Soon, both main political parties were engaged in the quadrennial mindless race toward what can only be called the obsolete middle. What Atwater knew, what the treatment of Hillary Clinton and Newt Gingrich suggested, then and now, and what each campaign seems to reaffirm is that the American political system resists any radical change. The system itself, the structure of collective decision making, the architecture of American politics, is itself ultra stable.

The End of Ultra-Stability

The idea that the U.S. political structure is ultra stable should in fact give pause to everyone, because by fueling a global shift from a Second Wave smokestack society to a Third Wave knowledge-based society, Americans are opening a path to tremendous benefits not only for America but for the world. The benefits will range from higher standards of living, economic standards, to better health, cleaner environment, etc.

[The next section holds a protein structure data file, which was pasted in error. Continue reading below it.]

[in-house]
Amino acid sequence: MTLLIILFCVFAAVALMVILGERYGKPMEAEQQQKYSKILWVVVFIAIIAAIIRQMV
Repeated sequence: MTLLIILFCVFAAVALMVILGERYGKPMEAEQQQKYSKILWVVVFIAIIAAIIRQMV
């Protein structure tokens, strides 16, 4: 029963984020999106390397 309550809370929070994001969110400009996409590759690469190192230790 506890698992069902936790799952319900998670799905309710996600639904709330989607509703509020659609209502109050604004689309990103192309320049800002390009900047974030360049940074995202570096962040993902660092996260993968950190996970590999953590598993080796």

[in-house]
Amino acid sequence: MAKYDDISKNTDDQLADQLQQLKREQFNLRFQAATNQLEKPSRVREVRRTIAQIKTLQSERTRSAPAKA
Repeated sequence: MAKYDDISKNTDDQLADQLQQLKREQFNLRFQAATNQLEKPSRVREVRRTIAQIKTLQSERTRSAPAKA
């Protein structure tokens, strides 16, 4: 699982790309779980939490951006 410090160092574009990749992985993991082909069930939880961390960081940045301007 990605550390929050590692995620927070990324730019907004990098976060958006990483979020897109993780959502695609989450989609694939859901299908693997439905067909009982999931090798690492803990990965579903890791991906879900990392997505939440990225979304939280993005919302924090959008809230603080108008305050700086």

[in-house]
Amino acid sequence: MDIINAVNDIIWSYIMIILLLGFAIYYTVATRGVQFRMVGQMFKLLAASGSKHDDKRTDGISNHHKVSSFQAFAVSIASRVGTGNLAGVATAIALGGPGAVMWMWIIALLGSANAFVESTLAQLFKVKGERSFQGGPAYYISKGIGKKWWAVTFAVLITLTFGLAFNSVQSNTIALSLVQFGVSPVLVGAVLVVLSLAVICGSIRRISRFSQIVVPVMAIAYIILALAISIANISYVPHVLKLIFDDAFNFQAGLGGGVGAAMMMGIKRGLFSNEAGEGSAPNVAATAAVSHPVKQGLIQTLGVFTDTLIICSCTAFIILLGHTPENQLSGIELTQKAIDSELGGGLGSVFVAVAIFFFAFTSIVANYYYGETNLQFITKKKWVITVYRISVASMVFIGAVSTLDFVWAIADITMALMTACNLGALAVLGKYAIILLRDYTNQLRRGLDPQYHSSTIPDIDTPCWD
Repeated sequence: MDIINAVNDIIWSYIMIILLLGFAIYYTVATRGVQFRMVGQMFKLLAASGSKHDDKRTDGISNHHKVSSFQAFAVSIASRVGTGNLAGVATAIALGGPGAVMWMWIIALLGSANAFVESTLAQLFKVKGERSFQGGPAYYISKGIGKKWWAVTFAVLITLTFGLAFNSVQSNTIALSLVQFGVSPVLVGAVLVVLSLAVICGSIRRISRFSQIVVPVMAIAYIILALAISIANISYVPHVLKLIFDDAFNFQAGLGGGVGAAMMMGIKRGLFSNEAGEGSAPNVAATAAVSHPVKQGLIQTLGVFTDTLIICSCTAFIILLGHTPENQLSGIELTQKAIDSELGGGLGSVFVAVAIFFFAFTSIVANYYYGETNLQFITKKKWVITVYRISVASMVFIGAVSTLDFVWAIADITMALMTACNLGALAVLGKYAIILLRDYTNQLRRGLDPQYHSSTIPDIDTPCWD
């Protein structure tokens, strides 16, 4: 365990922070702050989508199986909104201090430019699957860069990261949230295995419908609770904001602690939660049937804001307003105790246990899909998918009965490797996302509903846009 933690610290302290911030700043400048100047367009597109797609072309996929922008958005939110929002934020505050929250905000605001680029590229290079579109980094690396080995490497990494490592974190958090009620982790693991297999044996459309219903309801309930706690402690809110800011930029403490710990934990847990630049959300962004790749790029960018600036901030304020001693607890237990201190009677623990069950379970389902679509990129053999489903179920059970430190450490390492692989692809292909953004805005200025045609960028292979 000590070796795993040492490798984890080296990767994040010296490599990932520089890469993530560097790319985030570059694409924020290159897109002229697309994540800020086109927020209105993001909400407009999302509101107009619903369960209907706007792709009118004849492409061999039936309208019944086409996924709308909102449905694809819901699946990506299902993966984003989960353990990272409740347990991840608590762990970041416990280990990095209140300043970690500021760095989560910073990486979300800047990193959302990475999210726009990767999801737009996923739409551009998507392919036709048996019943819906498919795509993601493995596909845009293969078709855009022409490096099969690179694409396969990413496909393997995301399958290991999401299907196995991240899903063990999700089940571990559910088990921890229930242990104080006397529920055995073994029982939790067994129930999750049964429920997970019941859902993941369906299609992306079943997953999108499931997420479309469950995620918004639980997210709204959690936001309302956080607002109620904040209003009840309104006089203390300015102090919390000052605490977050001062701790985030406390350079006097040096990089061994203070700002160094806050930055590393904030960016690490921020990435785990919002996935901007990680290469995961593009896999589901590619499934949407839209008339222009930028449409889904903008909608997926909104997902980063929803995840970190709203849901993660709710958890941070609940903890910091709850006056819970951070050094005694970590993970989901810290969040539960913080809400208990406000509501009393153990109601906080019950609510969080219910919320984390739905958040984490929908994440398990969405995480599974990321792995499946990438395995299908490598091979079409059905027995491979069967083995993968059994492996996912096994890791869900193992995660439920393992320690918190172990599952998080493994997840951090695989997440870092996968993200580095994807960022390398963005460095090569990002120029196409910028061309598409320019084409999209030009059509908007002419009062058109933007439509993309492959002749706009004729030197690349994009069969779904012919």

But Americans -- and the populations of many other countries are being battered by the very acceleration and the pace of life that the knowledge revolution, instant communication and the Third Wave of change bring with them. Most Americans now feel hard pressed, stressed out, upset with conditions in the country. Many are angry. Most wish change would slow down and let them catch their breath. The Second Wave smoke-stack world that they knew is vanishing as the Third Wave future invades every aspect of American society today. Daily life is suffused with higher and higher levels of uncertainty and unpredictability.